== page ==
In Nigeria, challenge goes beyond missing girls [Letter]

As a Nigerian student who received most of her education there, it is soothing to hear what others are doing to show sympathy and spread awareness for this crisis. I was particularly interested when I learned that Roland Park Country School participated in the "Bring back our girls" movement and campaign several weeks ago ("Bring back our girls," May 8). The support goes a long way, as it is substantial for the country and the mothers to understand that they are not alone.

As a girl who attends St. Timothy's School, an all-girls boarding school in Baltimore County, I have been opened to so much knowledge and diversification and I've seen the importance of education. I'm appreciative of the opportunity that my parents have extended to me. When I first learned of the kidnapping of the school girls, I was similarly shocked like others but assumed that the girls would soon return safely.


However, after two weeks there was no news of their return, and more girls were kidnapped in addition to the original 275. It took the rally of the grieving mothers on the streets to stress the degree of this adversity. I feel that this level of response is in direct relation to the influence of the government on its society. The lack of response or support from the Nigerian government has forced the mothers to take matters into their own hands. This behavior was similarly seen when a secondary boarding school in Yobe, Nigeria, was attacked by Boko Haram and about 40 boys were killed in February.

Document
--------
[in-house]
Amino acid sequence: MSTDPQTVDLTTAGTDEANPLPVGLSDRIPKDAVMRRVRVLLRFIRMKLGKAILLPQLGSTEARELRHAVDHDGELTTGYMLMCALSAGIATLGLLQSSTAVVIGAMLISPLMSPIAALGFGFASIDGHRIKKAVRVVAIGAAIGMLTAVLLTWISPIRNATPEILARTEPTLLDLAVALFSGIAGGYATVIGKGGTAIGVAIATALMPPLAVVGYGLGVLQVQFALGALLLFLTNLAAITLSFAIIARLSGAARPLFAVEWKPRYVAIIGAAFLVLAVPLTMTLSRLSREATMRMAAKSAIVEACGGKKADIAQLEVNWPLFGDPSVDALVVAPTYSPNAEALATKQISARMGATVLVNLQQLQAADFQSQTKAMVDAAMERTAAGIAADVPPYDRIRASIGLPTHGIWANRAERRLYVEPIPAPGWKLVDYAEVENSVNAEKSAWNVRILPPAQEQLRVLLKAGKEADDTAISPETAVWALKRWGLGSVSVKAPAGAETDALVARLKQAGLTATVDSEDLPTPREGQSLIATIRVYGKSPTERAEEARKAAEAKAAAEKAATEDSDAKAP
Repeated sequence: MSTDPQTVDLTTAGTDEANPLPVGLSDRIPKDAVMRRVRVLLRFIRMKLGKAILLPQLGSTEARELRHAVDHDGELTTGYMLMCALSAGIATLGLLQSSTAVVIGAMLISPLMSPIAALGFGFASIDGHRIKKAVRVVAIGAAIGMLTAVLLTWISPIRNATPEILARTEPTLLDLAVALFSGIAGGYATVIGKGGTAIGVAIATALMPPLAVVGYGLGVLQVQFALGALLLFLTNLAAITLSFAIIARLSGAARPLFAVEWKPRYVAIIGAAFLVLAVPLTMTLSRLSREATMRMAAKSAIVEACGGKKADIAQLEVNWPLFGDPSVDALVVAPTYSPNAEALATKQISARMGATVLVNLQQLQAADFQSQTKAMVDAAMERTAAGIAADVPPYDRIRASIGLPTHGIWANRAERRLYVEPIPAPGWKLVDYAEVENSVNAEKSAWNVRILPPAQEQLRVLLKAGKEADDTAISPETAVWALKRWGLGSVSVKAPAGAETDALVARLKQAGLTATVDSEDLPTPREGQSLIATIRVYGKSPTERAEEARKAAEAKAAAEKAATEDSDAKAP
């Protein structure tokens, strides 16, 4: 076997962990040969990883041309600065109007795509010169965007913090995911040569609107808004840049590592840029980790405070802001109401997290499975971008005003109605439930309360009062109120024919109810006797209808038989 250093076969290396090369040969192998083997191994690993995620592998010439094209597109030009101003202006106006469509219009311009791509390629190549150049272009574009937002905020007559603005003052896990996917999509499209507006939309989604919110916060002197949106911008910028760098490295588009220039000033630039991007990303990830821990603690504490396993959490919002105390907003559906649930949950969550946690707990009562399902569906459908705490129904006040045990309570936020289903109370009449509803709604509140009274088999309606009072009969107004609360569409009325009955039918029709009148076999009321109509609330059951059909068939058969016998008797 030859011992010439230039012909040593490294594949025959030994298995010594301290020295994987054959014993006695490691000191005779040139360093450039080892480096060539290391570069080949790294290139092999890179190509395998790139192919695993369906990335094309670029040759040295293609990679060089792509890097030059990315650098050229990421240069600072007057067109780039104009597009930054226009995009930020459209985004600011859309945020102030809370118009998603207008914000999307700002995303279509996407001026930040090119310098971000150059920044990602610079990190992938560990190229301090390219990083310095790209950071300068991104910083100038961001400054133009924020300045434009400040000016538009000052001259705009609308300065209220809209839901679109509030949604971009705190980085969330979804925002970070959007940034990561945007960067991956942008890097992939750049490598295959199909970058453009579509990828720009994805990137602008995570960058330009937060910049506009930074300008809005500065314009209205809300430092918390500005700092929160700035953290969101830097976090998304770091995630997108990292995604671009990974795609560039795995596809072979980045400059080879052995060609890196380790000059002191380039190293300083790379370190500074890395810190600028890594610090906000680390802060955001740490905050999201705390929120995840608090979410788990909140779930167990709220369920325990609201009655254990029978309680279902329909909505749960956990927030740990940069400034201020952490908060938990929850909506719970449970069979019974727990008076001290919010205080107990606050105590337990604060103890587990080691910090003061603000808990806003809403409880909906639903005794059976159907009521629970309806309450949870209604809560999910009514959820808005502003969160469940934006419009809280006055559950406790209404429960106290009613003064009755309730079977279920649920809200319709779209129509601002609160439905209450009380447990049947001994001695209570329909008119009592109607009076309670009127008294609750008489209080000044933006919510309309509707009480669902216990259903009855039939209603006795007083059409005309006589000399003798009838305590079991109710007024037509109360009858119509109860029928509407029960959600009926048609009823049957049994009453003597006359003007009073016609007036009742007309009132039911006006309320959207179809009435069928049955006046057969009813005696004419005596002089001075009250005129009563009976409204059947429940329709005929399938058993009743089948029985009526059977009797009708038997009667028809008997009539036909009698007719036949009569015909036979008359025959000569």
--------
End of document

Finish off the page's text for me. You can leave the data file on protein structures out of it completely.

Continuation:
Nigeria needs a government that its citizens can have faith in. Nigerians may be hesitant to seek aid when they need it, particularly because they don't want to appear lamentable to other countries. Unfortunately, it is this type of mindset that is hindering the country from moving forward. However, the encouragement and moral support of various nations through the "Bring back our girls" movement has helped to improve the reaction of the Nigerian government.


With that said, further steps need to be taken, for this recognition alone can only do so much. It is not enough to just spread awareness, but it is necessary to take action. With the help and assistance of other nations, these girls can be brought safely back home. But the problem does not end there. The Islamic terrorist group Boko Haram, whose members believe that western education is sin, opposes individuals with different ideologies. Nigeria is a country with various ethnic groups, most of which are either Christian or Muslim, so aside from battling with controversies dealing with tribalism, it is facing ruling the country democratically without any religious affiliation.

These thoughts remain in my mind as I pray for my country and that these girls would return home safely to their families. We are a hard working and determined set of individuals and we have been able to overcome vast circumstances in the past and I have confidence that we can do it again.

Deborah Fehintola Ope, Stevenson

The writer is a 12th grader at St. Timothy's School.


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